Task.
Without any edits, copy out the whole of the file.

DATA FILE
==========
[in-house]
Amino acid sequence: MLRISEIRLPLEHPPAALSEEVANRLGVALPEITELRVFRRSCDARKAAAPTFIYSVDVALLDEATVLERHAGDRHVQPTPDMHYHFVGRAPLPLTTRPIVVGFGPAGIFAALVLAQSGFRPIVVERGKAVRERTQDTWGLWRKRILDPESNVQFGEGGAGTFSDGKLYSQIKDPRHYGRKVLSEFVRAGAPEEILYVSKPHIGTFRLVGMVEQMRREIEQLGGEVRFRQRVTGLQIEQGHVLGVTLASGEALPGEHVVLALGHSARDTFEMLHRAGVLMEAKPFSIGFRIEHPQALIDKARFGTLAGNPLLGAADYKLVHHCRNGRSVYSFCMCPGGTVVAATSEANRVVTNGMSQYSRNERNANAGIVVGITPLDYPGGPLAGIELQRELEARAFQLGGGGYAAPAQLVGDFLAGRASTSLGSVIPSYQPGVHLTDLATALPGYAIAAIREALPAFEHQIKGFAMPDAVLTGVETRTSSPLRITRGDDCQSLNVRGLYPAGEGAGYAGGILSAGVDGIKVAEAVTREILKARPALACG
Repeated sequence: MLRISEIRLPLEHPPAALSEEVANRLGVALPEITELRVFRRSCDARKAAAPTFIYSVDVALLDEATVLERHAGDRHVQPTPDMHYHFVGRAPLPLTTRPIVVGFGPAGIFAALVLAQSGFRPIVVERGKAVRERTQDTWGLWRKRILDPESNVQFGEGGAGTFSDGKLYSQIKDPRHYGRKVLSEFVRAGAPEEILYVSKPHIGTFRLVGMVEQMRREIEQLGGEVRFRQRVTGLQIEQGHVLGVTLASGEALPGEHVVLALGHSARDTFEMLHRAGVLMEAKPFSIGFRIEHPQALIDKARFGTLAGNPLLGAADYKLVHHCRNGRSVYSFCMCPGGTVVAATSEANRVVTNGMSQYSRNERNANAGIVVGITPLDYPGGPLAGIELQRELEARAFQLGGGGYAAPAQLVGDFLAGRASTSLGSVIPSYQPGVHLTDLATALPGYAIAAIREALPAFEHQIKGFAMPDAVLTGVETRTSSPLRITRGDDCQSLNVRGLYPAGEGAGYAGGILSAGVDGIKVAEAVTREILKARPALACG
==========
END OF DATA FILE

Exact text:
[in-house]
Amino acid sequence: MLRISEIRLPLEHPPAALSEEVANRLGVALPEITELRVFRRSCDARKAAAPTFIYSVDVALLDEATVLERHAGDRHVQPTPDMHYHFVGRAPLPLTTRPIVVGFGPAGIFAALVLAQSGFRPIVVERGKAVRERTQDTWGLWRKRILDPESNVQFGEGGAGTFSDGKLYSQIKDPRHYGRKVLSEFVRAGAPEEILYVSKPHIGTFRLVGMVEQMRREIEQLGGEVRFRQRVTGLQIEQGHVLGVTLASGEALPGEHVVLALGHSARDTFEMLHRAGVLMEAKPFSIGFRIEHPQALIDKARFGTLAGNPLLGAADYKLVHHCRNGRSVYSFCMCPGGTVVAATSEANRVVTNGMSQYSRNERNANAGIVVGITPLDYPGGPLAGIELQRELEARAFQLGGGGYAAPAQLVGDFLAGRASTSLGSVIPSYQPGVHLTDLATALPGYAIAAIREALPAFEHQIKGFAMPDAVLTGVETRTSSPLRITRGDDCQSLNVRGLYPAGEGAGYAGGILSAGVDGIKVAEAVTREILKARPALACG
Repeated sequence: MLRISEIRLPLEHPPAALSEEVANRLGVALPEITELRVFRRSCDARKAAAPTFIYSVDVALLDEATVLERHAGDRHVQPTPDMHYHFVGRAPLPLTTRPIVVGFGPAGIFAALVLAQSGFRPIVVERGKAVRERTQDTWGLWRKRILDPESNVQFGEGGAGTFSDGKLYSQIKDPRHYGRKVLSEFVRAGAPEEILYVSKPHIGTFRLVGMVEQMRREIEQLGGEVRFRQRVTGLQIEQGHVLGVTLASGEALPGEHVVLALGHSARDTFEMLHRAGVLMEAKPFSIGFRIEHPQALIDKARFGTLAGNPLLGAADYKLVHHCRNGRSVYSFCMCPGGTVVAATSEANRVVTNGMSQYSRNERNANAGIVVGITPLDYPGGPLAGIELQRELEARAFQLGGGGYAAPAQLVGDFLAGRASTSLGSVIPSYQPGVHLTDLATALPGYAIAAIREALPAFEHQIKGFAMPDAVLTGVETRTSSPLRITRGDDCQSLNVRGLYPAGEGAGYAGGILSAGVDGIKVAEAVTREILKARPALACG